Via Appia Antica

Via Appia Antica Tomb of Cecilia Metell

The Via Appia Antica

The first Roman highway

The Via Appia Antica was already known in ancient times as the "Queen of the Road" and connected the Roman capital with the important ferry port Brindisi in the east of the country. Although there were many smaller roads in the 4th Century, it was Appius Claudius, who both gave the road its name as well as commissioned the construction of the first highway. In its first phase, the Via Appia led 195 kilometres to Capua and was extended to Brindisi in 190 B.C. With a total length of 580 kilometres, it was then the first and most modern highway in the world. With a two-lane road with a width of 4.75 metres, two 1.5 metre wide pavements and rest stops every 10 to 15 kilometres, it was thus the first highway of antiquity. Left and right of the Via Appia Antica, the Roman nobles built tombs for their families outside the city walls. These tombs and memorials are today quite characteristic for the Via Appia Antica and produce a wonderful whole.

Along the Via Appia Antica: Quo Vadis Domine and grave of Priscilla

The best starting point for a walk along the Via Appia Antica is the small church Quo Vadis. According to legend, St. Peter wanted to flee from his martyrdom in Rome and met a man at this point whom he asked where he was going (Domine Quo vadis?). He replied "I come to be crucified again." Peter recognized that Christ spoke to him and turned back to face his fate. The small church reminds us of the legend. Directly opposite is a medieval tower. Here lies the grave of Priscilla, which was later converted into a watchtower.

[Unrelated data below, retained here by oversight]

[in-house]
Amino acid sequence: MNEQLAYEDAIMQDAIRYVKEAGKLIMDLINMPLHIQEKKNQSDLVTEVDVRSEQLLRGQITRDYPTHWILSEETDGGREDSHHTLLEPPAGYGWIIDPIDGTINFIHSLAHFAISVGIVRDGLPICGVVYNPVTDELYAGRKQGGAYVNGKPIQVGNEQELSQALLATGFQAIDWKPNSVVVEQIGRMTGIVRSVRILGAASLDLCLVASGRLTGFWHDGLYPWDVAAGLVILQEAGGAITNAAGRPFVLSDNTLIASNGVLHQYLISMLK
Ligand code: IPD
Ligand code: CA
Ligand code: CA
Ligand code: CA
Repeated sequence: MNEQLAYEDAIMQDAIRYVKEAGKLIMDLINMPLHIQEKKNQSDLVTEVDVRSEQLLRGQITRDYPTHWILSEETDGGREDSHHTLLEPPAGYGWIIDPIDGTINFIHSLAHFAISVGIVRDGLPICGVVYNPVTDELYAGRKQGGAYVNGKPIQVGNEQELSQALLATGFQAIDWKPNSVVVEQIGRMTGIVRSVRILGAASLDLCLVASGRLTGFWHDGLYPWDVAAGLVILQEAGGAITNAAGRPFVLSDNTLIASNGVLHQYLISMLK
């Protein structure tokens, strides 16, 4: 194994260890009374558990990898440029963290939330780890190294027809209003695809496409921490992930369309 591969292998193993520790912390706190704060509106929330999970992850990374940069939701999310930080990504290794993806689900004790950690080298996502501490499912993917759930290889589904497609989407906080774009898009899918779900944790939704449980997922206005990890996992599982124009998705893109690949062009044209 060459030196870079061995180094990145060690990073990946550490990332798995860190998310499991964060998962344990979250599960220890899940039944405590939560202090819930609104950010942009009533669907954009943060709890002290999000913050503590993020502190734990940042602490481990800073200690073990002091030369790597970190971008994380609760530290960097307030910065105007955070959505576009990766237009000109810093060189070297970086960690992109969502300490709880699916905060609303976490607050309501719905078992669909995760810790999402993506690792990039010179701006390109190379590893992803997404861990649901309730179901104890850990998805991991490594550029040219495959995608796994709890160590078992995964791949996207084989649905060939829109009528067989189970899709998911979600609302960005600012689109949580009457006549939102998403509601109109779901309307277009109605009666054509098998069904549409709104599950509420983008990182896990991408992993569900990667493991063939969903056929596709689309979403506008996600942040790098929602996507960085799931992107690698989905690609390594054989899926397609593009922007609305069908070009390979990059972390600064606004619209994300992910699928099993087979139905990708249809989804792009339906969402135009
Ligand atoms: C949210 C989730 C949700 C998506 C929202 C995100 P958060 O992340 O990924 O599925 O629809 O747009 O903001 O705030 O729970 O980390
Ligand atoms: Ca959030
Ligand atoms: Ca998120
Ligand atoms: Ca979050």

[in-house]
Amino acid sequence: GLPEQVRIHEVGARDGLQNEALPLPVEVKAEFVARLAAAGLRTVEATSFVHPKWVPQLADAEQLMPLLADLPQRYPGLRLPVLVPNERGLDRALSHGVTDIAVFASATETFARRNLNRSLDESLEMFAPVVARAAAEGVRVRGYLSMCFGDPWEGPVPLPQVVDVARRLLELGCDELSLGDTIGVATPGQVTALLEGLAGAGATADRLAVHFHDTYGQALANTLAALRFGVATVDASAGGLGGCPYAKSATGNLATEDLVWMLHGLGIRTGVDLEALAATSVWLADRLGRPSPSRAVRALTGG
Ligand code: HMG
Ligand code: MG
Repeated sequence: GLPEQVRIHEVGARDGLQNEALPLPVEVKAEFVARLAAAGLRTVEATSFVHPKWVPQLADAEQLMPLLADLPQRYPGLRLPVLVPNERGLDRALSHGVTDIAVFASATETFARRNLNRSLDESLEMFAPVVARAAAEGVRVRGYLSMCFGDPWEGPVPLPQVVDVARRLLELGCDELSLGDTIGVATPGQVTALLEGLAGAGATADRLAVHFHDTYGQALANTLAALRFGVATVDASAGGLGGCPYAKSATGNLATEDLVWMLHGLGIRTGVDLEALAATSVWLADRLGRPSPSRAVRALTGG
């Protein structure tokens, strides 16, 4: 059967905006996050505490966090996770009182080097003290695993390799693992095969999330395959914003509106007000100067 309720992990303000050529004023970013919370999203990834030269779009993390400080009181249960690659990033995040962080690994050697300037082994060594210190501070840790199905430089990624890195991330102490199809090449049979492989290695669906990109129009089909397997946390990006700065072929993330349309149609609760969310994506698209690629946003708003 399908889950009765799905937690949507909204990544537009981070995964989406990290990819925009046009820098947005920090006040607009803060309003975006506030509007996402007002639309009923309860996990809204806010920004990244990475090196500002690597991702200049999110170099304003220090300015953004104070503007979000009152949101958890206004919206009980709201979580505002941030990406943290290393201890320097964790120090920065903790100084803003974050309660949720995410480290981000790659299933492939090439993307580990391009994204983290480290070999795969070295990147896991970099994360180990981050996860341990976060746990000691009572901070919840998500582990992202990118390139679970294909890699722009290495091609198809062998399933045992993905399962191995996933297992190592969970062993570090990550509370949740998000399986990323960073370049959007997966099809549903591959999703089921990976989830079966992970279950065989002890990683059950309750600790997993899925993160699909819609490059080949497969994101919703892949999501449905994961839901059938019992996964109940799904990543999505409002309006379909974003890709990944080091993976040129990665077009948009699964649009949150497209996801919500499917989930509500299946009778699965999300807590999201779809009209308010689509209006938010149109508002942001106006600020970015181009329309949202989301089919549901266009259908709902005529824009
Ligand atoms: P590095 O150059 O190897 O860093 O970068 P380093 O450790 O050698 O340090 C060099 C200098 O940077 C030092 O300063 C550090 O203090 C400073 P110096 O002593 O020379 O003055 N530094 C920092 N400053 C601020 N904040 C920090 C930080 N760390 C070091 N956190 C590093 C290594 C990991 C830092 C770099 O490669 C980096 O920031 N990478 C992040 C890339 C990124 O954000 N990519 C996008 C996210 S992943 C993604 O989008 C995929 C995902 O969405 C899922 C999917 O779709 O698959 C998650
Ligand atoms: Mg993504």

Via Appia Antica: Tomb of Romulus and the Circus of Maxentius

Immediately after the church Quo Vadis you can see numerous tombs and statues along the way. Right after the entrance to the catacombs of St. Callixtus you reach the tomb of Romulus. The rotunda with column architecture in the front is designed similar to the Pantheon and houses the remains of the early deceased son of the Emperor Maxentius. The villa of the Emperor and the Circus of Maxentius were once located behind the tomb. It offered space for 10,000 spectators who cheered at the chariot races. The excavations can be visited with the purchase of a pass.

Via Appia Antica: Tomb of Cecilia Metella

Shortly after the excavation you reach the imposing tomb of Cecilia Metella. It contains the remains of Cecilia Metella, the daughter of the consul Crassus, who defeated Spartacus in 71 B.C. and built the first triumvirate together with Caesar and Pompey. The colossal grave clearly shows the rise of the personality cult in the Roman Empire and the transition to the imperial period. In the following centuries, the tomb was converted into a proper fortress that served as a customs station for merchants along the Via Appia Antica.

Today, the Via Appia Antica runs through the Regional Park Via Appia Antica, which guarantees the protection of historic sites.

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